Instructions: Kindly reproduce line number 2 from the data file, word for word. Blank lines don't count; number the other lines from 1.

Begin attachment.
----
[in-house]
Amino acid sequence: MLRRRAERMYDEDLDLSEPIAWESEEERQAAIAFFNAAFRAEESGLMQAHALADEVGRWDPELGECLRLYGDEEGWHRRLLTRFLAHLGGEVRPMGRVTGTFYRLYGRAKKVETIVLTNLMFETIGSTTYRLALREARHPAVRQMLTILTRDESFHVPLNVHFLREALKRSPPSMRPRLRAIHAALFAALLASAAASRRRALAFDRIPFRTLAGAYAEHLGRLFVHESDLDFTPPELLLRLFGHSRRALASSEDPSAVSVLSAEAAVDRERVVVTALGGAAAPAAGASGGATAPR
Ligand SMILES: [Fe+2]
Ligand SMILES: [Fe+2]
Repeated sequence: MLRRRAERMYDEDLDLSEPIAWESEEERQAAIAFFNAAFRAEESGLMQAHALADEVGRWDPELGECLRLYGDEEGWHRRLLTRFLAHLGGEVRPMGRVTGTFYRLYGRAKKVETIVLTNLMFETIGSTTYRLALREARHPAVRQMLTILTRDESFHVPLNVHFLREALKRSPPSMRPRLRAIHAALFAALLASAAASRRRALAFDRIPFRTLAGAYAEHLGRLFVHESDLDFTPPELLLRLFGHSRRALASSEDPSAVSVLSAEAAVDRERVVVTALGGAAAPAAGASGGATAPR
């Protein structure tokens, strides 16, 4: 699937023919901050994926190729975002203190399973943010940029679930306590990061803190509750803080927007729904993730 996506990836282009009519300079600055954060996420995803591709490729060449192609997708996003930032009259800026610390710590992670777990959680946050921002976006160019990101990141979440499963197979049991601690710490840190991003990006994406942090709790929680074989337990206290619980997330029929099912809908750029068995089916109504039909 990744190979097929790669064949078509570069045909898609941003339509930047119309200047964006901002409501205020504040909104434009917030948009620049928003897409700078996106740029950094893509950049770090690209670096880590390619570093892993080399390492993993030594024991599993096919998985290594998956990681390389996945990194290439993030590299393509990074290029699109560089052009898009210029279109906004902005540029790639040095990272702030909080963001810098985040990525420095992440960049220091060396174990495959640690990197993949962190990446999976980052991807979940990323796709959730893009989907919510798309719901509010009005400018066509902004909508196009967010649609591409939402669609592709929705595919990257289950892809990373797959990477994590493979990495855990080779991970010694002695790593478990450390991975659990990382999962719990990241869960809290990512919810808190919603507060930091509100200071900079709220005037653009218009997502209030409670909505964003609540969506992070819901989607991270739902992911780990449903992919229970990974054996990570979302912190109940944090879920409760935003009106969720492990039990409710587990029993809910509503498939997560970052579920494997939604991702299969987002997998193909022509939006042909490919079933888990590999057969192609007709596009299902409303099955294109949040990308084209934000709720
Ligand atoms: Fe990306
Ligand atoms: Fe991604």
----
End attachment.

Amino acid sequence: MLRRRAERMYDEDLDLSEPIAWESEEERQAAIAFFNAAFRAEESGLMQAHALADEVGRWDPELGECLRLYGDEEGWHRRLLTRFLAHLGGEVRPMGRVTGTFYRLYGRAKKVETIVLTNLMFETIGSTTYRLALREARHPAVRQMLTILTRDESFHVPLNVHFLREALKRSPPSMRPRLRAIHAALFAALLASAAASRRRALAFDRIPFRTLAGAYAEHLGRLFVHESDLDFTPPELLLRLFGHSRRALASSEDPSAVSVLSAEAAVDRERVVVTALGGAAAPAAGASGGATAPR